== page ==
Class of 2006
A Picture Worth 1,000 Words (Jobs & JD's — Class of 2006) — For another perspective on salaries of the Class of 2006, see A
Picture Worth 1,000 Words, which features the bimodal distribution salary graph.
What Do New Lawyers Earn? A 15-Year Retrospective as Reported by Law School Graduates (NALP Bulletin, September 2007) — This article provides a 15-year overview of law firm starting salaries based on NALP's annual graduate employment survey (now published as Jobs & JD's: Employment and Salaries of New Law Graduates).
Employment Patterns — 1982-2006 (NALP Bulletin, August 2007) — NALP’s graduate employment data show that, historically, women and minorities are less likely to take jobs in law firms and more likely to take jobs with public sector employers. However, for the Class of 2006, while a higher proportion of non-minority than minority graduates continued to obtain private practice positions, for the first time non-minority and minority graduates were equally likely to be employed in public service positions. The tables below show the kinds of jobs taken by the Classes of 1982, 1994, and 2006.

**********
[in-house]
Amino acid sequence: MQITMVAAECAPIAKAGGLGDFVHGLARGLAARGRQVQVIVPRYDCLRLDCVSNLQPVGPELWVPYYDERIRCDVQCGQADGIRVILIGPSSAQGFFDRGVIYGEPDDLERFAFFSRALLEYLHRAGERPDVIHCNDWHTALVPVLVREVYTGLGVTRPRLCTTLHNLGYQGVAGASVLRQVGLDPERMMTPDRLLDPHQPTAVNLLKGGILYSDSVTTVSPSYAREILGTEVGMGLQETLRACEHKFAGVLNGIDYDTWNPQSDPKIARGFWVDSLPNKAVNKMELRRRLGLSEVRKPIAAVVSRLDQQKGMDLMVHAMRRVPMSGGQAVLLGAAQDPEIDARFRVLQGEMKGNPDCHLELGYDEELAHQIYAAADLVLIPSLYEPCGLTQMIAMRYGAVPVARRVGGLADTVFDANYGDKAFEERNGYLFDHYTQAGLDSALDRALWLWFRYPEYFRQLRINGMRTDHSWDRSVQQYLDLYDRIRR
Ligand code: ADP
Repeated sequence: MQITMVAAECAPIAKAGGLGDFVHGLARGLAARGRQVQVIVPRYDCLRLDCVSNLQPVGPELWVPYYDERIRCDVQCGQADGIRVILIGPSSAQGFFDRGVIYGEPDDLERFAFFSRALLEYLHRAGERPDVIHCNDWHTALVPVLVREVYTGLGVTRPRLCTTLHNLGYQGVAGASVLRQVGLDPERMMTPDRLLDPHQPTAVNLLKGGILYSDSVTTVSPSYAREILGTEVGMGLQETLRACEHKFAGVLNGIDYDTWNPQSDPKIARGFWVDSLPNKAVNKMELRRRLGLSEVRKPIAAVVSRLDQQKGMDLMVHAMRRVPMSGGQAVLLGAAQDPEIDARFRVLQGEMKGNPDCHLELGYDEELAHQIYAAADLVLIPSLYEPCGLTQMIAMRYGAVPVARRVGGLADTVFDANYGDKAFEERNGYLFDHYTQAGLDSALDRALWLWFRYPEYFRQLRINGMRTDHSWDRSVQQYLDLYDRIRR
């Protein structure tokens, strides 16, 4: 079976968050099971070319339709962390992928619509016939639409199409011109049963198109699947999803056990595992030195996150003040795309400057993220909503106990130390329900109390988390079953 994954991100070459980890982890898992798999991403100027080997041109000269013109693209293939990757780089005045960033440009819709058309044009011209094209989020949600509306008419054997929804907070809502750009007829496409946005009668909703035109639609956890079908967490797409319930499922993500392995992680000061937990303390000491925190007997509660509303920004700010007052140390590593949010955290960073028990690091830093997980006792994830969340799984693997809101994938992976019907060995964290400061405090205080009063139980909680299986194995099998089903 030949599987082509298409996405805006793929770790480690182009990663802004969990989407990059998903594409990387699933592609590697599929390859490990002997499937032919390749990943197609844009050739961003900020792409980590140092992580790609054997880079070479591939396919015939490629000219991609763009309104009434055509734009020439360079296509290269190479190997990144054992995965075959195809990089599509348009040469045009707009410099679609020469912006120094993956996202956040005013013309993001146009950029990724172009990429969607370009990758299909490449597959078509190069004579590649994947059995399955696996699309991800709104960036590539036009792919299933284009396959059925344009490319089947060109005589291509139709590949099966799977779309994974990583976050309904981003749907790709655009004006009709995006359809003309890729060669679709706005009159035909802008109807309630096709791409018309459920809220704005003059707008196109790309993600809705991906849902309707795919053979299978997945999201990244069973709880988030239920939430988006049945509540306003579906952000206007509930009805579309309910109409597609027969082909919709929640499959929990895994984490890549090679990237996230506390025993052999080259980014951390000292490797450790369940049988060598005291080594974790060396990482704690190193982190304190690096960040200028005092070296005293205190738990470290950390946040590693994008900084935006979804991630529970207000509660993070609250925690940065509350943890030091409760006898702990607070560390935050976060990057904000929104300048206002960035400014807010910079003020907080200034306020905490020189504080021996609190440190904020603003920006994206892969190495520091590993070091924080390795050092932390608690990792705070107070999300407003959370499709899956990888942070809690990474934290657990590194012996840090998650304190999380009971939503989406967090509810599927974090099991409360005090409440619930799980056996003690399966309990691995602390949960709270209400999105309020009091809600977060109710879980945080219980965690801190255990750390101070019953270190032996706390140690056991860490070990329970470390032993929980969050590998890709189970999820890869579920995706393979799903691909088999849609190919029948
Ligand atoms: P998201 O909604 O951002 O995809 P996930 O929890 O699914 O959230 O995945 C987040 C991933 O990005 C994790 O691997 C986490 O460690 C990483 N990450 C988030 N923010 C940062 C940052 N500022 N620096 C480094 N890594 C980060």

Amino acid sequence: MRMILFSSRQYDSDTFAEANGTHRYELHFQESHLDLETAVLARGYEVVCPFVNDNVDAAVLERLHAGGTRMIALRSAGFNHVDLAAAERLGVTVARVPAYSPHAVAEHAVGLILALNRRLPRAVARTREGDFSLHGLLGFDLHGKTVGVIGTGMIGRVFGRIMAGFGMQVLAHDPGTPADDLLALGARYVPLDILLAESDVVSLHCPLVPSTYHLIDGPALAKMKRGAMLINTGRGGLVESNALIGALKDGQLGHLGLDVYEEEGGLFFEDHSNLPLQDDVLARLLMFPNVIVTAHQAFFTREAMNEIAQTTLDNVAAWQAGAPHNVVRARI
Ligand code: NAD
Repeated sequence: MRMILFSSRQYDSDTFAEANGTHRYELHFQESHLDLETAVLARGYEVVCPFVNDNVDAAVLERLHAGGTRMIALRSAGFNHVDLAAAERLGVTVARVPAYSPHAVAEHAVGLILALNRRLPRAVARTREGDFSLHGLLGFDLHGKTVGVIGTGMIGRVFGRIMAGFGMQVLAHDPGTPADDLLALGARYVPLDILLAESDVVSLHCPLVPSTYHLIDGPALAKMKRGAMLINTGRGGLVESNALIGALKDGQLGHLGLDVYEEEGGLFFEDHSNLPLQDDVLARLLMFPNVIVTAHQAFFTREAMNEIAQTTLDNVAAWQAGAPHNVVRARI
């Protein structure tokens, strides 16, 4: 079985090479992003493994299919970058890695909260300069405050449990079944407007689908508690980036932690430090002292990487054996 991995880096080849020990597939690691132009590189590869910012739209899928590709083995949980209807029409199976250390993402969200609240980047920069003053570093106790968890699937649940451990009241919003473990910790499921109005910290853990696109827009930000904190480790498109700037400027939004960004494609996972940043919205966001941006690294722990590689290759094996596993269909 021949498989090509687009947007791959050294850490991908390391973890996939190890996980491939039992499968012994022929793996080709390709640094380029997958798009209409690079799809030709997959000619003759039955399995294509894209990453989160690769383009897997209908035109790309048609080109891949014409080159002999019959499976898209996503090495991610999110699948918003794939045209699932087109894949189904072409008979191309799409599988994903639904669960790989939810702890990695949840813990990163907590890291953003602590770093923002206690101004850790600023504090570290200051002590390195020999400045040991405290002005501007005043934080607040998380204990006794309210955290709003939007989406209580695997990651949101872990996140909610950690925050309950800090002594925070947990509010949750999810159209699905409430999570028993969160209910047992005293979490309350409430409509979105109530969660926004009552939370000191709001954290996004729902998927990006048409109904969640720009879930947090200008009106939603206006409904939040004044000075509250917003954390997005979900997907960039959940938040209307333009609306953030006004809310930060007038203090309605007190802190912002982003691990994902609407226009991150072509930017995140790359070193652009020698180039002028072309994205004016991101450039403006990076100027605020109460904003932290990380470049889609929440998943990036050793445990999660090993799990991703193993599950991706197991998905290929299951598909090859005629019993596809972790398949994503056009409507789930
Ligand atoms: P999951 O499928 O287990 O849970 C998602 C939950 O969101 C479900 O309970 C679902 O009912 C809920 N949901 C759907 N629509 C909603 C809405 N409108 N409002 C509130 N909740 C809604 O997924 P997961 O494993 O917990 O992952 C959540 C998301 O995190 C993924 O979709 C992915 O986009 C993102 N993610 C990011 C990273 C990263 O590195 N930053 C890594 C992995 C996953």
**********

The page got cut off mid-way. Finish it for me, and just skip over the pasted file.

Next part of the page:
Market for New Law Graduates Up — Topping 90% for First Time Since 2000 (July 25, 2007 Press Release) — The vast majority of Class of 2006 law school graduates — 90.7% of those for whom employment status was known — were employed as of February 15, 2007. This rate increased for the second year in a row and topped 90% for the first time since 2000. Far more graduates started work in small firms of 50 or fewer lawyers or in non-firm settings (71% of those employed) than at firms of more than 100 lawyers (just 20% of those employed).
Trends in Graduate Employment — 1985-2006 (NALP Bulletin, July 2007) — It is evident that, despite some decline in the overall employment rate since 2000, the market for new law graduates has been quite strong in recent years, with overall employment close to or above 89% since 1997, and increases over the prior year in 2005 and 2006. The employment rate for the Class of 2006 was the highest since 2000, at 90.7%.
Class of 2006 Selected Findings (PDF - free download)